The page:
Select Committee on European Union Thirty-First Report

European Supervision Order

CHAPTER 1: Introduction

Unequal treatment

1.  The Commission's proposal for a European supervision order[1] (ESO) seeks to address a situation of unequal treatment that currently exists in the criminal courts across the Union. Persons resident in the Member State where they are suspected of having committed a crime may be granted bail while suspects resident in another Member State may be remanded in custody. The "foreign" suspect is more likely to be detained because of the risk of flight while the local resident might be subject merely to bail conditions such as a reporting obligation or travel prohibition.

Bail/liberty denied to thousands

2.  The Commission estimates that at any one time some 4,500 EU nationals (10,000 each year) are held in custody in EU countries other than their normal country of residence.[2] In the absence of an international instrument specifically enabling the transfer of bail or other pre-trial supervision measures from one Member State to another, these "foreigners" may be detained for many months pending the outcome of the criminal investigation or trial. A number of them would be unlikely to be granted bail in any event because of the serious nature of the crimes of which they are suspected (e.g. murder, rape and robbery). But the Commission believes that as many as 80 per cent of EU nationals held in pre-trial custody each year could be subject to an alternative pre-trial non-custodial measure.

The cost to the individual

3.  The present situation has implications for both the individual concerned and Member States. A person kept in custody in a foreign State may be cut off from family and friends and, if the detention lasts for any substantial time, may lose his job. It is desirable, as the Council of Europe has recently recommended, for humanitarian and social reasons to restrict custody pending trial to the minimum compatible with the interests of justice.[3] The Commission has also assessed the economic cost to the individual, if detained (for an average 5.5 months) and acquitted at trial, at €11,000 (€2,000 euros per month).[4] Stephen Jakobi, founder and formerly director of Fair Trials Abroad and currently consultant, Cross-Border Justice, described the Commission's attempt to quantify the individual's experience in economic terms, by reference to compensation sums, as "risible". However he acknowledged the potential seriousness of refusal of bail for the individual concerned: "The psychological effect on the innocent is devastating, and frequently long-term or permanent. Suicide on release, though rare, is not unknown" (p 1).

4.  Businesses, and in particular small firms, may also be seriously affected. The Freight Transport Association (FTA) pointed out that many transport undertakings comprise sole traders with just one vehicle or are small businesses with no more than two or three lorries. Detention of what amounts to perhaps one third or one half of a small operator's driver employees could therefore lead to serious difficulties for the continuing viability of that business (p 95).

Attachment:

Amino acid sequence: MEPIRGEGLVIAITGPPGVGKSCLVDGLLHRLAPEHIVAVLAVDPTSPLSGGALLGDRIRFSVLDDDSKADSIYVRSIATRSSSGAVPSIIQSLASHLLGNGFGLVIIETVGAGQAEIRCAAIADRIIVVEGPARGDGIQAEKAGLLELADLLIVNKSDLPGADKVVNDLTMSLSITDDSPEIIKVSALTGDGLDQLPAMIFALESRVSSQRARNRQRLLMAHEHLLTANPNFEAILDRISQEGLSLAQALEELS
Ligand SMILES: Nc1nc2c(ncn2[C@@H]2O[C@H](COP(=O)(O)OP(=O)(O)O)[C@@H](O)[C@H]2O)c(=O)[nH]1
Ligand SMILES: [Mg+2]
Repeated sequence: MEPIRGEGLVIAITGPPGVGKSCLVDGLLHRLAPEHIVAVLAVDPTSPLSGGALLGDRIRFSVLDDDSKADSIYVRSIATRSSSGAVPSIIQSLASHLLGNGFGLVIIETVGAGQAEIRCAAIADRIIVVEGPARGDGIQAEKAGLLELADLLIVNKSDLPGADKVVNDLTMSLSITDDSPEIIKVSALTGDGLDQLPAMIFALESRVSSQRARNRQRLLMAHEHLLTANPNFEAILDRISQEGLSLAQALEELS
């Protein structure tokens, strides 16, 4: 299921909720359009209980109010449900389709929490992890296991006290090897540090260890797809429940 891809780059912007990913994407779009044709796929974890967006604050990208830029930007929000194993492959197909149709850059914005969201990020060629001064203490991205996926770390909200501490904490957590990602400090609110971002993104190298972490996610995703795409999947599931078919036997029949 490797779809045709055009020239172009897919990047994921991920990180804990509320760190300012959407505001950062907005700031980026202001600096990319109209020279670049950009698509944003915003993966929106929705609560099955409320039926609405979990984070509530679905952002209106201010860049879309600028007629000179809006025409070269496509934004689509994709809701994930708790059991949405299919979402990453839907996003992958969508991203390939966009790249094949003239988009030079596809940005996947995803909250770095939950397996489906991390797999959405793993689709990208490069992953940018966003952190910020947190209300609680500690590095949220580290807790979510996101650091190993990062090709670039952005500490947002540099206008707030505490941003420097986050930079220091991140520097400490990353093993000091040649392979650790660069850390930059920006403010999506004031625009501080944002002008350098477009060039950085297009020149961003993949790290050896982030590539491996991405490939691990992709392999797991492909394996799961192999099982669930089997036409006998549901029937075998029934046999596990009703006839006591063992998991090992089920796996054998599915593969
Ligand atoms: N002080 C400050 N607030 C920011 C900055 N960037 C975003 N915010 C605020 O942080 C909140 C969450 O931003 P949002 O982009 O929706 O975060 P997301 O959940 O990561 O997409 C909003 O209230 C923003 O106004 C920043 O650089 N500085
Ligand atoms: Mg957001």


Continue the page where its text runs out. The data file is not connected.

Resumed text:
The cost to the State

5.  Keeping persons in pre-trial detention has significant cost implications for the public authorities concerned. Such costs vary between Member States, and in the UK are not insignificant. The Commission quotes the cost per person per year in the UK as €36,473 (€3,039 per person per month) which is just below the average (€36,996 and €3,079 respectively) across the Union.

6.  The Commission also notes that the excessive or unnecessary use and length of pre-trial detention contribute to prison overcrowding, which may impact on conditions of detention and the effectiveness of a State's penal policy.

Present position unacceptable

7.  In the English courts bail may be refused where there is a risk of re-offending, of interference with evidence or witnesses, or of flight. The Law Society of England and Wales (the Law Society) recognised that the risk of flight may be perceived as greater for a non-resident and that conditions, such as a fixed address and community ties, might be more problematic for a non-resident. But, the Law Society said: "the near-automatic denial of bail is unacceptable" (p 55, QQ 229-31). We agree. It concerns us acutely that people are not being given bail in the trial State at the moment on the basis that, as non-residents, they are likely to abscond and go back to their State of residence, or for more technical reasons, such as a lack of fixed address in the trial State. The numbers (quoted above) are not huge but they are substantial.

How the European supervision order could help

8.  The Commission's proposal is aimed at enhancing the right to liberty (a fundamental right set out in the European Convention on Human Rights and Fundamental Freedoms (ECHR), Article 5), reinforcing the presumption of innocence (Article 6, ECHR) and removing any discrimination against non-residents. The ESO would do this by providing a mechanism under which a judicial authority in Member State A could impose a non-custodial supervision measure on the foreign suspect which would be recognised and enforced in Member State B where he is normally resident. The authorities in Member State B would supervise compliance with the order and would also be responsible for returning him for trial were he not to return on his own when summoned to do so by the trial State.